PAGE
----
Friday, 30 April 2010

Cosmetics Contemplations: On Being Pampered Press

Occasionally, thanks to this little bit of bandwidth that I take up, I get invited to nice events. The majority of them, sadly, I am unable to attend (due mainly to either location or to work commitments or both), but occasionally I am able to say "sign me up!" with the appropriate amount of gusto. So far it's been worth it every time (err, for all of the two times I've actually been able to go). The first time was in January 2009, when I attended the launch of Lancôme's Génifique. The second time was just yesterday (Thursday 29 April 2010), when I was invited to the St Martin's Lane Hotel in West London for a Pampered Press Day.

There was plenty of fun injected into the day (though saying that, it was more of a drop-in event) including tours of the VO5 and Champneys ranges, as well as chances to try out Salters products, such as a portable massage chair and a sublime massaging eye mask. The products exhibited were suitable for all budgets and it was a great chance to get to grips with some of them and to meet some experts. Donna from Champneys was especially helpful, offering a couple of exclusive tips, such as rubbing exfoliant into dry feet rather than doing it in the shower, and cleaning foot files with nail brushes to extend their life. Fuel PR were also very much on the ball, and the fact that they were offering round free cupcakes from the Hummingbird Bakery only sweetened the deal. The goody bag that members of the press were given to take away was also pretty astonishing: as well as containing another free cake, and a copy of The Devil Wears Prada on DVD, it also included a set of VO5 straighteners, a Champneys manicure set (as in an electric one with lots of different attachments) and a homemade ginger body scrub.

More seasoned members of the press that I have met are rather more blasé about this outpouring of hospitality and gifts that they receive at each of these events. Maybe I'm just too new to this, and so maybe the novelty hasn't worn off yet, but I never cease to be amazed at the amount of value that is placed on our presence (particularly bloggers). By 'value', in this context, I do mean monetary value: companies are apparently prepared to throw hundreds of pounds' worth of stuff at just one person in the hope that it will boost their sales and reputation, even when the person in question is not particularly influential (I'm no Lauren Luke, and there are plenty of beauty bloggers, and bloggers in general, who are far more popular in the blogosphere than I am).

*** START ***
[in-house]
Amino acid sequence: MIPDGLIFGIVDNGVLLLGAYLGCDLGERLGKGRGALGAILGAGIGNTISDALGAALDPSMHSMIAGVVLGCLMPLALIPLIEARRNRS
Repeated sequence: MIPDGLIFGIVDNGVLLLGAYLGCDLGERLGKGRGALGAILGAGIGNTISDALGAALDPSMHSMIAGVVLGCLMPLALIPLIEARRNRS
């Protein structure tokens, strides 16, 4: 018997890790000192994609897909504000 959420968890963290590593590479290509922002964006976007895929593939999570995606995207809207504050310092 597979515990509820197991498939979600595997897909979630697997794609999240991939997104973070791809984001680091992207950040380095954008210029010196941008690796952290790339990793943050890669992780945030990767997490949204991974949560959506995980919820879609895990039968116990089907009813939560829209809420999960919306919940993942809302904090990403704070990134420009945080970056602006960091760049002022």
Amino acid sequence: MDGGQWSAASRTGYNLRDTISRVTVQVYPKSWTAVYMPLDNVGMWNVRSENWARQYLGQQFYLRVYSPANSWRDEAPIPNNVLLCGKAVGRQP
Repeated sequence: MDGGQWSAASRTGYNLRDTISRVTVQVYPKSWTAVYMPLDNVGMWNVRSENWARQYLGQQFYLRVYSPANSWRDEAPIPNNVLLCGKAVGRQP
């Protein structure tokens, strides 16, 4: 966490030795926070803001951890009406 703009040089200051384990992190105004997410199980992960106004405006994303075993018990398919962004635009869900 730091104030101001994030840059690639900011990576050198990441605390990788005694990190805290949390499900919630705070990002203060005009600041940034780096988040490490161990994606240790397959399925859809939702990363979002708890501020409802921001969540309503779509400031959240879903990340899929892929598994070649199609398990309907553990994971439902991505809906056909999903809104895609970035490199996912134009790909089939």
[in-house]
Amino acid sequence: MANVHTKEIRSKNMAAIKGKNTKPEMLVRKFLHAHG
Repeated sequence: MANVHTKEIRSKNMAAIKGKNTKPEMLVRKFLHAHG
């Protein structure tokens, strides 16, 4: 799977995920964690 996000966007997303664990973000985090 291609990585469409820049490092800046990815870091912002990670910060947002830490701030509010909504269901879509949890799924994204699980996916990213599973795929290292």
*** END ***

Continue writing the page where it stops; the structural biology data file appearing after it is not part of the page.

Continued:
This generosity is not only limited to press events (of which, as I have said, my experience is fairly narrow): I, and other bloggers, receive several samples from beauty companies on a fairly regular basis, many of them full size, and many of them worth over a hundred pounds. In addition to the products, certain companies also put out particularly lavish press releases, not just by email, but also by normal post, printed on very glossy high-shine paper (although to be honest even the word 'paper' feels paltry in describing these things; many of them put fancy wedding invitations to shame and some of them are more like books). This must all add up, and again, I'm slightly perplexed as to why companies are prepared to throw thousands or even millions a year at this. This is also only the tip of the marketing iceberg, with companies shelling out eyewatering amounts of money for advertising in newspapers and magazines, on billboards and on television.

However, it is this particular depth of the advertising ocean that precisely explains why companies throw so much money at bloggers in particular. Even if one of us alone is not especially influential, as a collective we can perhaps have a more significant impact, and the cost of buttering us up is probably relatively little compared to the costs of advertising on a grander scale. We are not paid to advertise (usually - and by law in the US you now have to make it clear if you are), but even exposure and review, whether positive or negative, is worth more than you can put a price tag on.


floyd13 said...

Interesting take really - if you write about something and can make a difference even if it is to just one peron then the ripple effect takes over and this is more powerful than a one day article in the paper.. I came across an article on the website - job? competition? or clever marketing? but the blogging effect is important t these national companies so be proud you can be heard you are worth the time and the goodies..

Serina said...

It's Serina from TSR!
It seems that you put alot of time into your blog :)